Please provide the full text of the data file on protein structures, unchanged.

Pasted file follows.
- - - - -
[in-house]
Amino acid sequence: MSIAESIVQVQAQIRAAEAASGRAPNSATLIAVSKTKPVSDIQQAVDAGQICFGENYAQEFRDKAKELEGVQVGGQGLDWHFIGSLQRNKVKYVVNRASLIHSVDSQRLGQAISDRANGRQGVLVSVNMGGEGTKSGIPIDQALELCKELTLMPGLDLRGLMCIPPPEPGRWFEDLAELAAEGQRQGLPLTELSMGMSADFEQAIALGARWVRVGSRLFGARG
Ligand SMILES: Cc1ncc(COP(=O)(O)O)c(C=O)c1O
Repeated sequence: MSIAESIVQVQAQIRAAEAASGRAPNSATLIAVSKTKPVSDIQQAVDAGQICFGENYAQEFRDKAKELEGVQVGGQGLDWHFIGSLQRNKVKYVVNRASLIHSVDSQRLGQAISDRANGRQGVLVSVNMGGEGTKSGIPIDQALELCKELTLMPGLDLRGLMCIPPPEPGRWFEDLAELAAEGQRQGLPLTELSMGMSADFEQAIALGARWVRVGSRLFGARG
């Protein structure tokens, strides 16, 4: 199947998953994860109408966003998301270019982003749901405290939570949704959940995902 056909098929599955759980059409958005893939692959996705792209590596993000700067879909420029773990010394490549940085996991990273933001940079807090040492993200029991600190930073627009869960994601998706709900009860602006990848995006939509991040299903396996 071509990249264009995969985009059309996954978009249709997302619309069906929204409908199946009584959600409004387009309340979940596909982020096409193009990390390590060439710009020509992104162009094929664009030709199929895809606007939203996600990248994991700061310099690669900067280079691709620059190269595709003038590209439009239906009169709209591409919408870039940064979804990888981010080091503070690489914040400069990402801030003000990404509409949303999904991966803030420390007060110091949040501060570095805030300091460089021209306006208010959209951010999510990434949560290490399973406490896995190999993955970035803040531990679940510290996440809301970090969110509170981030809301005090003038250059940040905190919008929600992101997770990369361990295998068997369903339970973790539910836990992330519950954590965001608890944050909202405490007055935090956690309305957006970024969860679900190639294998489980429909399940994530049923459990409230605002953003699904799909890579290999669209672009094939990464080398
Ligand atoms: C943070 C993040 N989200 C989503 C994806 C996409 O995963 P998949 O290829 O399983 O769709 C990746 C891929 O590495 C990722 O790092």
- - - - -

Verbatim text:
[in-house]
Amino acid sequence: MSIAESIVQVQAQIRAAEAASGRAPNSATLIAVSKTKPVSDIQQAVDAGQICFGENYAQEFRDKAKELEGVQVGGQGLDWHFIGSLQRNKVKYVVNRASLIHSVDSQRLGQAISDRANGRQGVLVSVNMGGEGTKSGIPIDQALELCKELTLMPGLDLRGLMCIPPPEPGRWFEDLAELAAEGQRQGLPLTELSMGMSADFEQAIALGARWVRVGSRLFGARG
Ligand SMILES: Cc1ncc(COP(=O)(O)O)c(C=O)c1O
Repeated sequence: MSIAESIVQVQAQIRAAEAASGRAPNSATLIAVSKTKPVSDIQQAVDAGQICFGENYAQEFRDKAKELEGVQVGGQGLDWHFIGSLQRNKVKYVVNRASLIHSVDSQRLGQAISDRANGRQGVLVSVNMGGEGTKSGIPIDQALELCKELTLMPGLDLRGLMCIPPPEPGRWFEDLAELAAEGQRQGLPLTELSMGMSADFEQAIALGARWVRVGSRLFGARG
């Protein structure tokens, strides 16, 4: 199947998953994860109408966003998301270019982003749901405290939570949704959940995902 056909098929599955759980059409958005893939692959996705792209590596993000700067879909420029773990010394490549940085996991990273933001940079807090040492993200029991600190930073627009869960994601998706709900009860602006990848995006939509991040299903396996 071509990249264009995969985009059309996954978009249709997302619309069906929204409908199946009584959600409004387009309340979940596909982020096409193009990390390590060439710009020509992104162009094929664009030709199929895809606007939203996600990248994991700061310099690669900067280079691709620059190269595709003038590209439009239906009169709209591409919408870039940064979804990888981010080091503070690489914040400069990402801030003000990404509409949303999904991966803030420390007060110091949040501060570095805030300091460089021209306006208010959209951010999510990434949560290490399973406490896995190999993955970035803040531990679940510290996440809301970090969110509170981030809301005090003038250059940040905190919008929600992101997770990369361990295998068997369903339970973790539910836990992330519950954590965001608890944050909202405490007055935090956690309305957006970024969860679900190639294998489980429909399940994530049923459990409230605002953003699904799909890579290999669209672009094939990464080398
Ligand atoms: C943070 C993040 N989200 C989503 C994806 C996409 O995963 P998949 O290829 O399983 O769709 C990746 C891929 O590495 C990722 O790092």